The twin effects of rapid development and increasing complexity in cancer research can be seen as both a good and a bad thing because while both negative and positive results might be a helpful window into where current research might be (or should be currently headed), it also means that for industry project teams, clinical development plans are much more challenging to put together.
Rising or setting of key targets and molecules?
This is also a reflection of the current state of research in immuno-oncology – things are much more complicated than many people realised even just a decade ago – as we slowly peel off the layers of the onion to reveal yet more layers and unknowns.
In short, we still don’t know what we don’t know on many key issues, never mind how various cells might interact and communicate in both health and disease.
With this in mind, I wanted to take a moment and offer a top-line review of six key areas to watch out for as we head towards the Fall conference season…
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One of the interesting questions raised by the recently announced and much-discussed Juno/Celgene collaboration is whether you really need a Chimeric Antigen Receptor (CAR) T cell therapy in your portfolio to succeed as a global cancer immunotherapy company?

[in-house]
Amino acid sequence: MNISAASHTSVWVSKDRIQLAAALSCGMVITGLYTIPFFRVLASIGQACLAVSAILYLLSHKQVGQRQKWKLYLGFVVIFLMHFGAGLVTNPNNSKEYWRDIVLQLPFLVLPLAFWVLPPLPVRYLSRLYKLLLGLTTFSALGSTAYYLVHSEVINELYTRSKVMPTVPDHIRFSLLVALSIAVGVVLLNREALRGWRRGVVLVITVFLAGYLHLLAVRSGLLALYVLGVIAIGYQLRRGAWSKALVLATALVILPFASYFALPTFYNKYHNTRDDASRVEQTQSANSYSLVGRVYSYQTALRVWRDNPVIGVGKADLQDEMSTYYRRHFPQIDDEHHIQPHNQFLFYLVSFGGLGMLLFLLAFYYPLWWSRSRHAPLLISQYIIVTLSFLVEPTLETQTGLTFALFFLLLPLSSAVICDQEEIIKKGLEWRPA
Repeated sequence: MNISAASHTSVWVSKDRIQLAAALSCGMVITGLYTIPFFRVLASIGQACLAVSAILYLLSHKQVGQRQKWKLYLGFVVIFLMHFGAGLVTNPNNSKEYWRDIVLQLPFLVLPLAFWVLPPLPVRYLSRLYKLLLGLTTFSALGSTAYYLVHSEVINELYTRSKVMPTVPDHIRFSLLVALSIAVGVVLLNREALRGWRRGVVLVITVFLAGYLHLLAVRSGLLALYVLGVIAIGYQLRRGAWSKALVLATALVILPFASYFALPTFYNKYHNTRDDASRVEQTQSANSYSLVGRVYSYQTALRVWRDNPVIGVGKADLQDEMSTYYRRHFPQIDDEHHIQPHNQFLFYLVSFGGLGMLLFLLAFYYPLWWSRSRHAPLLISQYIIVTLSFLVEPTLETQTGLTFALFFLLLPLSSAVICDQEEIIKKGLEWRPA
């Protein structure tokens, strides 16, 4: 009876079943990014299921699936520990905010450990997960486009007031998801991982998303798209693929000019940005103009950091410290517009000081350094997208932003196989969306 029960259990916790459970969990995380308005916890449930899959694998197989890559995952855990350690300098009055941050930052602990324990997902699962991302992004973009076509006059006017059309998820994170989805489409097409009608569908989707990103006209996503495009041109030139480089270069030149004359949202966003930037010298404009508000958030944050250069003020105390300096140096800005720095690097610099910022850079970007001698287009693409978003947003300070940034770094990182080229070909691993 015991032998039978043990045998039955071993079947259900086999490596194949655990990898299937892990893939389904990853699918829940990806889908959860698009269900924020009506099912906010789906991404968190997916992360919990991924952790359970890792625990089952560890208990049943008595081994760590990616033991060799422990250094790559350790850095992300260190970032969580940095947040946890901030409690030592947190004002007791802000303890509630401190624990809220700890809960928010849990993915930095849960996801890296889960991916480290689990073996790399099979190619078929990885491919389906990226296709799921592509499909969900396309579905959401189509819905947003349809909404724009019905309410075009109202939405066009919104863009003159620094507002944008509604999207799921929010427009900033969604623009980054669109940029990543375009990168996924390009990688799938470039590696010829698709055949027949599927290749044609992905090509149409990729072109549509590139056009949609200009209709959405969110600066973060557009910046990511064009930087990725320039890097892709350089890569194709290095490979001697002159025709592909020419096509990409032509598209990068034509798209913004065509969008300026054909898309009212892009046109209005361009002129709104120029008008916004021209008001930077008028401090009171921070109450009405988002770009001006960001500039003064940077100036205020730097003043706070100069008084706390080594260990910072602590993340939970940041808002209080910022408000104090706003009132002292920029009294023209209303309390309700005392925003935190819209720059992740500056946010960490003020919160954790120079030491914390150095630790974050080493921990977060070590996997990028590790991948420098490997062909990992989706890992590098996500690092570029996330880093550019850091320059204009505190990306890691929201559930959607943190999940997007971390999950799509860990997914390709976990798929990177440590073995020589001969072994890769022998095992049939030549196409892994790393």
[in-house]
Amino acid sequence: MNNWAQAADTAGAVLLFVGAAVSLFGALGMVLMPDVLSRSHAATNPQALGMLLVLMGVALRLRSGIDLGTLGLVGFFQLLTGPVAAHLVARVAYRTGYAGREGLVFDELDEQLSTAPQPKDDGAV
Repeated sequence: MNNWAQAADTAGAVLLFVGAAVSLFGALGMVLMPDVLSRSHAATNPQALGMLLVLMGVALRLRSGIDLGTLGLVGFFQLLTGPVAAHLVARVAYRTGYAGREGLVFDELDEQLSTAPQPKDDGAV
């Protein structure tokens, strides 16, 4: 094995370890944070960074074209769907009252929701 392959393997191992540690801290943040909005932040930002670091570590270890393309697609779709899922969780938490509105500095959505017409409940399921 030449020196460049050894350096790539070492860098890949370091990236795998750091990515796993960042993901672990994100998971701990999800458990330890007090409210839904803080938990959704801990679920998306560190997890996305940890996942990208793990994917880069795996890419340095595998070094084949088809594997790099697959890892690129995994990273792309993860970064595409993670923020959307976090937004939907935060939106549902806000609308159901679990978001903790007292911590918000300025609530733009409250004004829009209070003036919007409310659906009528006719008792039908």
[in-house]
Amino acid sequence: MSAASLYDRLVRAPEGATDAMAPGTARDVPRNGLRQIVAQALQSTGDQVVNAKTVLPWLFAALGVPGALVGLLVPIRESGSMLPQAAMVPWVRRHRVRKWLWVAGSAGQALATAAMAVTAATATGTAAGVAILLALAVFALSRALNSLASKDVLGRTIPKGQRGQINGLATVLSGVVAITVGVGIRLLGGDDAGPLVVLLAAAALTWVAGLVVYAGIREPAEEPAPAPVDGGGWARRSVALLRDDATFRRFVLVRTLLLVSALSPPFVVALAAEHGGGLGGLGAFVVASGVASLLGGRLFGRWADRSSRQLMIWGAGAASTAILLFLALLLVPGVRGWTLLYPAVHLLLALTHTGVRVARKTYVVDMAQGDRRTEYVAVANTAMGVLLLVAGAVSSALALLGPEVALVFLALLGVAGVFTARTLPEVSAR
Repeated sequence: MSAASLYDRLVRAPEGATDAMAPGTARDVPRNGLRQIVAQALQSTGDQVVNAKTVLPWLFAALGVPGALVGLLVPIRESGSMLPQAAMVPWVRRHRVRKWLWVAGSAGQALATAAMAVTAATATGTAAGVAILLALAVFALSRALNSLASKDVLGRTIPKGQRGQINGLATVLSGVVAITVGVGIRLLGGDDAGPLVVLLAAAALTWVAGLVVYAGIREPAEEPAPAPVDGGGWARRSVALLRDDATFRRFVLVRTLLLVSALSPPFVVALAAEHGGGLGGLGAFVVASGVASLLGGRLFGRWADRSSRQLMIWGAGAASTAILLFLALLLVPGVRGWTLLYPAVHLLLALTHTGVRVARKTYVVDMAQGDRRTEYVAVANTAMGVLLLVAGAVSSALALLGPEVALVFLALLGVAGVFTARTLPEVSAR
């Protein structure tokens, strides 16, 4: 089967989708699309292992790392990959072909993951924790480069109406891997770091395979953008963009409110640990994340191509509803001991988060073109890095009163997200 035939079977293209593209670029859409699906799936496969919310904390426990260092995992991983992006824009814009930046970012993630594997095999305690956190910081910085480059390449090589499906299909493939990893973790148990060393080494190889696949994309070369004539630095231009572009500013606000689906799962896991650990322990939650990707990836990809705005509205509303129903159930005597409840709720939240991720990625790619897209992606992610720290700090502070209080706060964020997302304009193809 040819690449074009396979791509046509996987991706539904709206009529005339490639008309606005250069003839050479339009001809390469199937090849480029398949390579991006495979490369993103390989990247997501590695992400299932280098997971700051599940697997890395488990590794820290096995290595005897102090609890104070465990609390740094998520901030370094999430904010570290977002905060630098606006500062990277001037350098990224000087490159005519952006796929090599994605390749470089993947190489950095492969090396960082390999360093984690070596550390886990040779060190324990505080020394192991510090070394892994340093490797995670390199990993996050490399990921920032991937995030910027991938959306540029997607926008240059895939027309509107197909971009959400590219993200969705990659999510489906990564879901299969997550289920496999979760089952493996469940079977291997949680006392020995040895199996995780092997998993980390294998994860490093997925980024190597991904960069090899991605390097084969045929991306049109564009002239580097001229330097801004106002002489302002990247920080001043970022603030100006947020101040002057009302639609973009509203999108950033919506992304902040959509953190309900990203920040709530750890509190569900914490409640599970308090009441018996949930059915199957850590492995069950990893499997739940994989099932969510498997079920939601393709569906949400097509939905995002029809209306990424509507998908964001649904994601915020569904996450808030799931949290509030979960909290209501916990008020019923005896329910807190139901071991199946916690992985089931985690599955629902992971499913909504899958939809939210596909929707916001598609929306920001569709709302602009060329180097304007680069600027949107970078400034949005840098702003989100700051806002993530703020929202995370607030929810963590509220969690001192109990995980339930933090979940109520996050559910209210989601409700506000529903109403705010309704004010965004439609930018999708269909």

One leading cancer immunotherapy company that believes you don’t is Roche. At ASCO 2015 I had the privilege to talk about this with a leading cancer scientist, William Pao, MD PhD (pictured below). Dr Pao formerly worked with Nobel Prize-winning scientist Harold Varmus at Memorial Sloan Kettering, and subsequently led the Hematology-Oncology Division at Vanderbilt. He joined Roche in July 2014 to lead their early development of innovative oncology new products (see press release).
I particularly enjoyed Dr Pao’s discussion of the T-cell centric strategic framework around which the Roche/Genentech cancer immunotherapy portfolio strategy is based.
If you haven’t done so already, do listen to Episode 3 of the Novel Targets podcast (ASCO Lung Cancer Show) in which you can hear an excerpt from my interview with Dr Pao.
This is the first in a series of interviews with scientific leaders at companies at the forefront of cancer research.
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